Sesame Street, “Green,” March 10, 1970 (Sponsored by the letters G, O, Z, and the numbers 4 & 5)

Written By: Greg Howell - Jan• 19•18

SSBook&RecordWithout argument, Kermit the Frog’s “Green,” later retitled “Being Green,” is the most significant and successful song written for children and children’s television programming in the history of recorded music and broadcasting. Premiering at the end of the show’s first, wildly successful season, the softly, and poignantly sung tune catapulted into the American mainstream, quickly becoming an American songbook classic.

For the March 10th premiere, the song was centered around Kermit in a dark, leafy green forest setting. Kermit’s, aka Jim Henson, plaintive words about the difficulty of being the color green transform into a triumphant understanding of his own individuality and beauty. An obvious analogy about race, the song could just as easily be about sex, personal identity, even sexual orientation – and more broadly, about the beauty of individuality.

By the following year, both Frank Sinatra and Lena Horne had recorded the song, but its first recorded appearance was on the Children’s Workshop release of the first Sesame Street album in the summer of 1970. The album was a sizable hit, awarded gold by the RIAA, and peaking at #23 on the Billboard Top LP’s chart.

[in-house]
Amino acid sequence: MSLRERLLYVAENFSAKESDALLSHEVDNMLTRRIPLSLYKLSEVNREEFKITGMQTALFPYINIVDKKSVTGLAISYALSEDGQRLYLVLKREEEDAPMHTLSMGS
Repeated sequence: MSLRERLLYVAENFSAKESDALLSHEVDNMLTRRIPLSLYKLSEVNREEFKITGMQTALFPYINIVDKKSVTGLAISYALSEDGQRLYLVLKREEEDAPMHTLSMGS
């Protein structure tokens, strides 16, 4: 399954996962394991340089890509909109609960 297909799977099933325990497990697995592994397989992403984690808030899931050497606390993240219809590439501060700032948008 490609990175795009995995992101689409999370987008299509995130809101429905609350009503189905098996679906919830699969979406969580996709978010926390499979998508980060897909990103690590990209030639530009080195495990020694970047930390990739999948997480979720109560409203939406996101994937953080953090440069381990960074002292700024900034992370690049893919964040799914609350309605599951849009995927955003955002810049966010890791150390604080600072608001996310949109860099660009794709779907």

The classic song was written by Joe Raposo. The Portuguese-American songwriter and composer also wrote the theme song to Sesame Street, and wrote songs for the Electric Company, and the theme to 1970’s “jiggle” TV classic comedy, Three’s Company.

The many versions of the song are available on iTunes, including the original and the 1979 disco version.

The original video, as shown below, is viewable at the Sesame Street official YouTube channel and countless other sources online, including

You can follow any responses to this entry through the RSS 2.0 feed. Both comments and pings are currently closed.